This piece was originally published, in slightly different form, at Psyched in San Francisco
Last January, there was an opinion piece in the New York Times, written by Richard Friedman on whether therapists should play Cupid for our clients, basically performing as a matchmaker and setting them up on dates. The article focused primarily on the fantasies that some clinicians have had about wanting to do this and the potential issues that could come up regarding transference. It did not speak directly to erotic countertransference, but I think this is a key component of such a question.
Following the article, HuffPost Live did a segment on which I was one of four guest clinicians interviewed about our points of view on the issue. As expected, the show included diverse opinions and even had one clinician, Terah Harrison, who has expanded her practice to include matchmaking services. Another clinician, Dr. Lazarus, argued passionately that we are “uniquely well positioned,” to make such matchmaking recommendations to our clients.
Jeff Sumber believed it was unethical but he admitted to having such strong fantasies about fixing up his clients that he’d deliberately scheduled people back-to-back, in hopes they might meet. (I imagine his clients are now wondering as they arrive for therapy if the person leaving is someone he has selected for them?)
Guess which role I played on this segment? Yes, I was the conservative fuddy-duddy talking about ethics, dual relationships, and risk management.
One of the problems with acting upon these fantasies and meddling with our clients’ love lives is that our clients can come to believe that we know better than they do what is good for them. And we can fall prey to such beliefs ourselves. We can think we know our clients very well, and we do come to know them deeply. But we are not psychics or mind readers. We are simply psychotherapists. We were trained to improve people’s mental health and recognize relationship patterns so that we can help our clients identify these patterns, understand their origins, figure out if the patterns work, and shift them when needed. We were not trained to assess chemistry and dating potential between two people who haven’t met, so this is beyond the boundaries of our competence.
In some ways, we already play matchmaker to our patients in appropriate ways. For example, we may refer an individual patient to a couples therapist or to a psychiatrist, which is one type of matchmaking which actually serves the treatment. But for as many times as I’ve heard that my referral was a good fit, I’ve had clients return and say, “I couldn’t stand that doctor, I hated the other one’s website, and the third never returned my calls. Can you give me some other names?”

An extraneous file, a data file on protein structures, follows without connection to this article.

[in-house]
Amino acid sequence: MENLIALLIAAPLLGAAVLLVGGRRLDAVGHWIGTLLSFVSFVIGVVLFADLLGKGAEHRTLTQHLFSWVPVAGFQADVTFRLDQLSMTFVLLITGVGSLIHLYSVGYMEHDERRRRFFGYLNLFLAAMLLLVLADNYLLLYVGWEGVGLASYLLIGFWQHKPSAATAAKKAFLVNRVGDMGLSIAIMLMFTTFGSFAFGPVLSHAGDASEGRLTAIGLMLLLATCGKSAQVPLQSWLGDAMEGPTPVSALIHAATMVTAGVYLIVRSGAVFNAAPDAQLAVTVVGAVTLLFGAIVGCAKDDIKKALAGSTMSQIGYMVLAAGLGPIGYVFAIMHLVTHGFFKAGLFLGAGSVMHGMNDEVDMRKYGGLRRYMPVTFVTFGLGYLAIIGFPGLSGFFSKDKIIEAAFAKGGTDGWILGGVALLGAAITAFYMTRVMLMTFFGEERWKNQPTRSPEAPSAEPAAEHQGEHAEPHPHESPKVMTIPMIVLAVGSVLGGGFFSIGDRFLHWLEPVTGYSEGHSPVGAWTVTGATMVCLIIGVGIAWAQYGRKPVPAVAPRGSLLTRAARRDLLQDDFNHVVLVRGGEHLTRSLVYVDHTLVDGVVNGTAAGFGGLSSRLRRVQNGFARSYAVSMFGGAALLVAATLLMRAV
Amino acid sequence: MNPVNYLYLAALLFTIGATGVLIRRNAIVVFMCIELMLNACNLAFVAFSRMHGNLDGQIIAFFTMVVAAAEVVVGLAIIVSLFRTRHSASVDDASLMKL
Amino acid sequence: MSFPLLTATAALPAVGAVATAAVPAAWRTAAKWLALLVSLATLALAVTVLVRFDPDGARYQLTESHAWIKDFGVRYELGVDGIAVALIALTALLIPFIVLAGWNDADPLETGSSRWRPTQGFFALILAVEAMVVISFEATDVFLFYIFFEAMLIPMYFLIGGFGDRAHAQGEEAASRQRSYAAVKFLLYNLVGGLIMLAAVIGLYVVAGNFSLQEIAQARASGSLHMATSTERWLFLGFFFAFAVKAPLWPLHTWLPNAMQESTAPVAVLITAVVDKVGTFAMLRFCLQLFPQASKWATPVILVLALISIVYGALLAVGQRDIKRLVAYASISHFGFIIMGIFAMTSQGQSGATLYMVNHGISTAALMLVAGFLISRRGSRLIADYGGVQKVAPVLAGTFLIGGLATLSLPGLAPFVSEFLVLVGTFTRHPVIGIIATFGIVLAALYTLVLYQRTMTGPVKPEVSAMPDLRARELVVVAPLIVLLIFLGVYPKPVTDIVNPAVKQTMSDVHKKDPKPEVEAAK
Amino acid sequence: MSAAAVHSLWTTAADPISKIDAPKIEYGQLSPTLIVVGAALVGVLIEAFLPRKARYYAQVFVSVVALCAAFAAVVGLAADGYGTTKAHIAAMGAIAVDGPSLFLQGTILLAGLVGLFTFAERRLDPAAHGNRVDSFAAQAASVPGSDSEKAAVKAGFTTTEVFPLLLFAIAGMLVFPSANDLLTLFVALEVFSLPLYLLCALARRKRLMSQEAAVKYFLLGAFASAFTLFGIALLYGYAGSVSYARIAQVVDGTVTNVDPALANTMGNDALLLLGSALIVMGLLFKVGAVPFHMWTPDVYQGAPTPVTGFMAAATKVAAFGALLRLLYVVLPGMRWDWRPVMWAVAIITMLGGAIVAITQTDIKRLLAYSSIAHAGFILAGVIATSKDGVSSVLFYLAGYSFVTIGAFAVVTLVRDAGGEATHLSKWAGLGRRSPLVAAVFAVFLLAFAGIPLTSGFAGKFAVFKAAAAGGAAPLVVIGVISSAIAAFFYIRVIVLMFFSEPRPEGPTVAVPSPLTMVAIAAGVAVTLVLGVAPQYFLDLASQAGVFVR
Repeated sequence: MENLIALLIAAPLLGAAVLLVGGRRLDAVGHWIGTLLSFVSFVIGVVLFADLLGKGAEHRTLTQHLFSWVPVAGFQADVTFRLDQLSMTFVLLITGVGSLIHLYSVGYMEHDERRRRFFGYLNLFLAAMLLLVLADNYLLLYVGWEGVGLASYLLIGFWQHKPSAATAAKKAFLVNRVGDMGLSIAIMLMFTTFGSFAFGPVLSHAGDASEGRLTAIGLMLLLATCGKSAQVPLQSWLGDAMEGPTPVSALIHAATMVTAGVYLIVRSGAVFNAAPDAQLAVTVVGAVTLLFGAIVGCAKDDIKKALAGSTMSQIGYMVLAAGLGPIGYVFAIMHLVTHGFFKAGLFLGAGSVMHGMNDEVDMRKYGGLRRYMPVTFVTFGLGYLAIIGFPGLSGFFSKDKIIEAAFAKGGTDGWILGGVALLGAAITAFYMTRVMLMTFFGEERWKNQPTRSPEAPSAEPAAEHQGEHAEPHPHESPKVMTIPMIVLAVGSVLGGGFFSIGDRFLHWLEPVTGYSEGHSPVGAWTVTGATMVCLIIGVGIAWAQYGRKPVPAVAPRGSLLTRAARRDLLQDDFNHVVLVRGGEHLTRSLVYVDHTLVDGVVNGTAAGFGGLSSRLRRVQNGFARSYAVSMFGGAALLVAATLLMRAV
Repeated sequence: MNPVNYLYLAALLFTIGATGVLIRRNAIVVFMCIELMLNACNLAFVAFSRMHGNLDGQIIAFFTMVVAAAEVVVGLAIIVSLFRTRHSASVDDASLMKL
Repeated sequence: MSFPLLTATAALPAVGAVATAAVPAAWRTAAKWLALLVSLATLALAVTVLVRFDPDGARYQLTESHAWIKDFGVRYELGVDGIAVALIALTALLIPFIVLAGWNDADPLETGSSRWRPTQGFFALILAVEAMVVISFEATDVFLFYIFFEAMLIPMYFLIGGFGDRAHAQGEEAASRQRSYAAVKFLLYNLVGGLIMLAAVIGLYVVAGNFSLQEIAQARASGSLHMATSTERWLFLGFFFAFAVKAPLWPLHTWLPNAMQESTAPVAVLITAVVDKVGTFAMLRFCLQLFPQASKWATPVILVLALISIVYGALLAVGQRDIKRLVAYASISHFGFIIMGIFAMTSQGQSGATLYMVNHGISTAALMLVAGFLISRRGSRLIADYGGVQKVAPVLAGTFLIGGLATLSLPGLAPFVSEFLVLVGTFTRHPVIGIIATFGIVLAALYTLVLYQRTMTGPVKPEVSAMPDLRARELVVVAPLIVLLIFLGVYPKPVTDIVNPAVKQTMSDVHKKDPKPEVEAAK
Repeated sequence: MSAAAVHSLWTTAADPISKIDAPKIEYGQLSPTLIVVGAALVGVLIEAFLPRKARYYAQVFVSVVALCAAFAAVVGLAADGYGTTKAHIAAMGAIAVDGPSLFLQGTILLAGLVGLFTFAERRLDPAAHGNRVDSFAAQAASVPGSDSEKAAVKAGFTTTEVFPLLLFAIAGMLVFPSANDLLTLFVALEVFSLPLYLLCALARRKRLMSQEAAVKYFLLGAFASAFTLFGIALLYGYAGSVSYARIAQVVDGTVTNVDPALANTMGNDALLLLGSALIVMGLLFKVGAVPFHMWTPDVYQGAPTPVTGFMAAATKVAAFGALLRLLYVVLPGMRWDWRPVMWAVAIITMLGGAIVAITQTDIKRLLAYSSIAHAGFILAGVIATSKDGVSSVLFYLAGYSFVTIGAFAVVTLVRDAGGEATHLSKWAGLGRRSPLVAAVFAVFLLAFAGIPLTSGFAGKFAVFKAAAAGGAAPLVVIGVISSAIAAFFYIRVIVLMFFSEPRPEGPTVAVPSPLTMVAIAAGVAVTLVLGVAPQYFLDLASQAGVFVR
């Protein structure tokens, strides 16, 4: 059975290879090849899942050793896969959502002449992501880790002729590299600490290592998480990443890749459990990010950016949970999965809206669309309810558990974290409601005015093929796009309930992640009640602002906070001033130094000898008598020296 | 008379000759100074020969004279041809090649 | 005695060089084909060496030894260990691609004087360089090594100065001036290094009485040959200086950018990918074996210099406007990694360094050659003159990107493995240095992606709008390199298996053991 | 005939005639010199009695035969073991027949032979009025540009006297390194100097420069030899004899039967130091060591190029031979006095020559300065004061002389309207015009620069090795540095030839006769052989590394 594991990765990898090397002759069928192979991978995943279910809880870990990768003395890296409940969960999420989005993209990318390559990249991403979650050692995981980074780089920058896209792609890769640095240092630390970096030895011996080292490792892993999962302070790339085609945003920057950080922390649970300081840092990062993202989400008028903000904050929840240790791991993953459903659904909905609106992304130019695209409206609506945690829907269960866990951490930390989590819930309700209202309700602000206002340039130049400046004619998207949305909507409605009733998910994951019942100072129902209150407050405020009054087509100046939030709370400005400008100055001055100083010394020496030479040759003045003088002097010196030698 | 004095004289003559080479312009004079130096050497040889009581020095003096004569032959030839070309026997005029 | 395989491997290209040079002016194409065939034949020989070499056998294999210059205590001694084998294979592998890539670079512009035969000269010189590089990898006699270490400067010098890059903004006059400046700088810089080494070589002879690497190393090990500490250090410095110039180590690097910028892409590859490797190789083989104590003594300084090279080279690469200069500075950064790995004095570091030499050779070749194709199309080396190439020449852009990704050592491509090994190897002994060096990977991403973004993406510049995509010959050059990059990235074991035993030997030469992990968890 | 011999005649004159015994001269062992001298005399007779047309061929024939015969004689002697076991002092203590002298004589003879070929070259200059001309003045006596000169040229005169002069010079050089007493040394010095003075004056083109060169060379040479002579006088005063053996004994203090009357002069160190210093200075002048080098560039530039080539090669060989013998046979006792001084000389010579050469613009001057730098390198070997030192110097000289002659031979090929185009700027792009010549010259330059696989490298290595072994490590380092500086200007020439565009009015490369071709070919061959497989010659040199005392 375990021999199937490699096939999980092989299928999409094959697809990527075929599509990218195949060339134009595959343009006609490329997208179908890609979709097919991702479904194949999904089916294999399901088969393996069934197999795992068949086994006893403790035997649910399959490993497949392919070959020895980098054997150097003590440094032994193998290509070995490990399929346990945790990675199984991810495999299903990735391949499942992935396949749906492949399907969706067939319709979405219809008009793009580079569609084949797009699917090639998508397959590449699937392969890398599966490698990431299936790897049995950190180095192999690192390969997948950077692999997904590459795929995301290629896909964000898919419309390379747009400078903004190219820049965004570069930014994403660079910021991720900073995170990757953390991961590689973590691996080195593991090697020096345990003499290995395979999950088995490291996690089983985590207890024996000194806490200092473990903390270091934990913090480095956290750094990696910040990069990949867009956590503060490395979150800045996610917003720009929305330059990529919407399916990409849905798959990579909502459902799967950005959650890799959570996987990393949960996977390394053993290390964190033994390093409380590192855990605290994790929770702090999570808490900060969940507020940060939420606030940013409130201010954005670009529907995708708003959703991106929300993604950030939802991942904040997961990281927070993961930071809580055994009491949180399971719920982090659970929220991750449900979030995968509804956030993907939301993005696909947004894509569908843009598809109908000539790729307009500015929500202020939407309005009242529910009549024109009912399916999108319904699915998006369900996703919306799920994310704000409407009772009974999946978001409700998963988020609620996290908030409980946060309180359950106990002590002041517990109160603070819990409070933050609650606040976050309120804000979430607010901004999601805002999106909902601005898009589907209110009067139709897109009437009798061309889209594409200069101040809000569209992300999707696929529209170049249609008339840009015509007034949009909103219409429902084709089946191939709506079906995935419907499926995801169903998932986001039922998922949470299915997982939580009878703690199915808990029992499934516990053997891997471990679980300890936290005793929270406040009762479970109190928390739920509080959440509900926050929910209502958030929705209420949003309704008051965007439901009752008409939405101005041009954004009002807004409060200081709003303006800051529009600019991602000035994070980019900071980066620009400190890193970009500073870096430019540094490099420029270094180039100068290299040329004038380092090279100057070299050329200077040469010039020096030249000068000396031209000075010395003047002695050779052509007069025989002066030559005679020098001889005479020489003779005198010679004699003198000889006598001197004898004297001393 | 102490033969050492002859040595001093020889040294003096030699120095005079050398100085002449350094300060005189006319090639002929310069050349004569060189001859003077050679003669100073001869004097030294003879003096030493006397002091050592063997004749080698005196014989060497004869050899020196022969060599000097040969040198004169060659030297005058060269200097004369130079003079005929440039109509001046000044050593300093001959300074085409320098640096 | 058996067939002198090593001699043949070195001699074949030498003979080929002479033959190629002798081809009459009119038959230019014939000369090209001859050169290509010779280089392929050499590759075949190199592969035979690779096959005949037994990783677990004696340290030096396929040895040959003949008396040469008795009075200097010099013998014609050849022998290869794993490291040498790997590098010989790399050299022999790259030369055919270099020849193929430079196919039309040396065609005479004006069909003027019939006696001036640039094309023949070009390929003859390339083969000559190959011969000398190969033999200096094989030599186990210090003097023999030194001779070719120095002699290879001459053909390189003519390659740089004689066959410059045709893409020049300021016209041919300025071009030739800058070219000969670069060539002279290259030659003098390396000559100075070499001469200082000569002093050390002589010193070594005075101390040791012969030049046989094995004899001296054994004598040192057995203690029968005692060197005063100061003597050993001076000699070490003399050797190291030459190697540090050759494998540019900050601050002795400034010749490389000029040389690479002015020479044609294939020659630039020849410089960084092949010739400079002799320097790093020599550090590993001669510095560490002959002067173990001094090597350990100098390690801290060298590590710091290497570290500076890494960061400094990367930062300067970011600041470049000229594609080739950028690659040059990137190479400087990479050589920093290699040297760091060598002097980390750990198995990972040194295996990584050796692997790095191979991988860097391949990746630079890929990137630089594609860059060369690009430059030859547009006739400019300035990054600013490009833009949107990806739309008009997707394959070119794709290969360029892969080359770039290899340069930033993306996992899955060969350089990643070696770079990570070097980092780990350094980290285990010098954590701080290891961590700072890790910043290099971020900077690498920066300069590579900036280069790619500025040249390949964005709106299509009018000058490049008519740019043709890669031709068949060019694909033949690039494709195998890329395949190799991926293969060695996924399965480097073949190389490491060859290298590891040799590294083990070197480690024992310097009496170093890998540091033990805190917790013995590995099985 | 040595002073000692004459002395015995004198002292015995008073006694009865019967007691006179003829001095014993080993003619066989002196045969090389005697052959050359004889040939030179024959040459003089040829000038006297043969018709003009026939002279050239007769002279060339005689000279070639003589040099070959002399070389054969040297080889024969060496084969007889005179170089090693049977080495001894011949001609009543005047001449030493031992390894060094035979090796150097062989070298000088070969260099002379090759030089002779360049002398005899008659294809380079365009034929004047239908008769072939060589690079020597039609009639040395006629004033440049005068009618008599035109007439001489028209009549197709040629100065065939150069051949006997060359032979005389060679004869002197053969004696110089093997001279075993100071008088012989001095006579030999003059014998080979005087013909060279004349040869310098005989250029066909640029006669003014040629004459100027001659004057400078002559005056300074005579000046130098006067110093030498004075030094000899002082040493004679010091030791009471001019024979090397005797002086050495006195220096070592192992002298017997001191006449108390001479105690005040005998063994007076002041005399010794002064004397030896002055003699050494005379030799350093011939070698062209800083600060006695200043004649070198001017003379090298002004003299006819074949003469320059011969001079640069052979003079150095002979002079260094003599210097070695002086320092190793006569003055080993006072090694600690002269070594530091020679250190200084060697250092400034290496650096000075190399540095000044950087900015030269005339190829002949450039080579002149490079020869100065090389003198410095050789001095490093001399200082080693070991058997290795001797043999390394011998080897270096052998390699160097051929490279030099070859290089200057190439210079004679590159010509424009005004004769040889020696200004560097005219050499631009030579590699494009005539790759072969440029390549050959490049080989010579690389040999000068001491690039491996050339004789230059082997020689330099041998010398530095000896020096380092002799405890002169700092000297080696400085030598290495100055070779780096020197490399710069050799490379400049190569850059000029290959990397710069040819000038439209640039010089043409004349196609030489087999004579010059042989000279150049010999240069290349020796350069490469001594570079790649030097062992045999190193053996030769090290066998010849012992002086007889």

This kind of frank feedback might be more difficult to give if the person whose name and number I’m sharing is a potential romantic partner or someone from my personal life who they know I care about. They might feel pressure to please me or think I know better than they do who they should be dating.
One of the truths we all must learn as we become experienced clinicians is that our impressions of our clients (and our colleagues as well as others in our lives) are not objective. We are forming subjective impressions of people all of the time. If we mistake these impressions for “the truth,” then we’ve fallen prey to the fantasy of our own omnipotence.
One person in Friedman’s article recalled a boss who tried to set her up with one of his patients. Later, the female subordinate realized it was the boss who had a crush on her. For me, this was the very core element to this question of whether we should be doing this. I would guess that psychotherapists who become invested in trying to introduce their patients to potential romantic partners are passively expressing erotic countertransference. This may be a way to “get into bed” with one’s clients figuratively—since it’s very clear that to actually bed a client would be completely unethical.
After all, if you are successful in romantically hooking two of your clients up, you will ultimately find yourself in two therapies listening to two different people telling slightly different stories about one another. Will the stories match up? Is one person expressing more commitment than the other? Are you pulled to protect one of them? Unless it’s pure magic between them, you have placed yourself in the middle of quite complex terrain.
If the potential dating partner is not another client of yours, but, rather, someone you know in your personal life, you may then be getting extraneous information about your client from that person, unless you draw a firm boundary and refuse to hear such stories. Either way, you still have a commitment to maintain confidentiality and objectivity in that relationship. Is that even possible?
Regardless of which scenario unfolds, this is my idea of a psychotherapy nightmare in which I would be forced to try to stay objective and keep silent about two people to whom I have different allegiances. To maintain balance here would require extremely good boundaries (likely beyond my capabilities) or it would likely warrant a referral out of treatment in the more forseeable event that I lost my ability to remain objective.
The thought of wanting to intentionally create such a complication for my practice is improbable. Yes, I want the best for my patients. This, of course, includes their romantic happiness. But part of what I hope to do is to help them feel empowered to go out and find a partner on their own. I want to help them improve and trust their own judgment and intuition in finding good partners for themselves — not to believe they should depend upon my judgement or elevate my perceptions above what they believe to be true about themselves. This is one more reason that I think that matchmaking should not be on the psychotherapy menu.